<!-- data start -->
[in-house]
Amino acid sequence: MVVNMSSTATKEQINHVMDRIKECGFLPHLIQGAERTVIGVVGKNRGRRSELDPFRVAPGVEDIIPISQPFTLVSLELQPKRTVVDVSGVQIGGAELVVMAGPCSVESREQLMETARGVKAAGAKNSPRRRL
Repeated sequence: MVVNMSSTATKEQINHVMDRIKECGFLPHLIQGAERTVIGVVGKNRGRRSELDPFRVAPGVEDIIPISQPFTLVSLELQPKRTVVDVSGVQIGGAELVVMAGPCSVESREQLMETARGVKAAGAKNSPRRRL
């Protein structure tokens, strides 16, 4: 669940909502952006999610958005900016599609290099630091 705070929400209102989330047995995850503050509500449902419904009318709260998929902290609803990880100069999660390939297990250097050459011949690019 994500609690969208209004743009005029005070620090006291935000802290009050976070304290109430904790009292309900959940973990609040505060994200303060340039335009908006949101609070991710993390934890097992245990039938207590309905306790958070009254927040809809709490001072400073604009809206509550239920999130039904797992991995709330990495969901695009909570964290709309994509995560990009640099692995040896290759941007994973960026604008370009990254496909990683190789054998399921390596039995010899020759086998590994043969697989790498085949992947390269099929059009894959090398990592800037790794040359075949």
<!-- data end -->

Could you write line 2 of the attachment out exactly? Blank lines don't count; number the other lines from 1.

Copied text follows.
Amino acid sequence: MVVNMSSTATKEQINHVMDRIKECGFLPHLIQGAERTVIGVVGKNRGRRSELDPFRVAPGVEDIIPISQPFTLVSLELQPKRTVVDVSGVQIGGAELVVMAGPCSVESREQLMETARGVKAAGAKNSPRRRL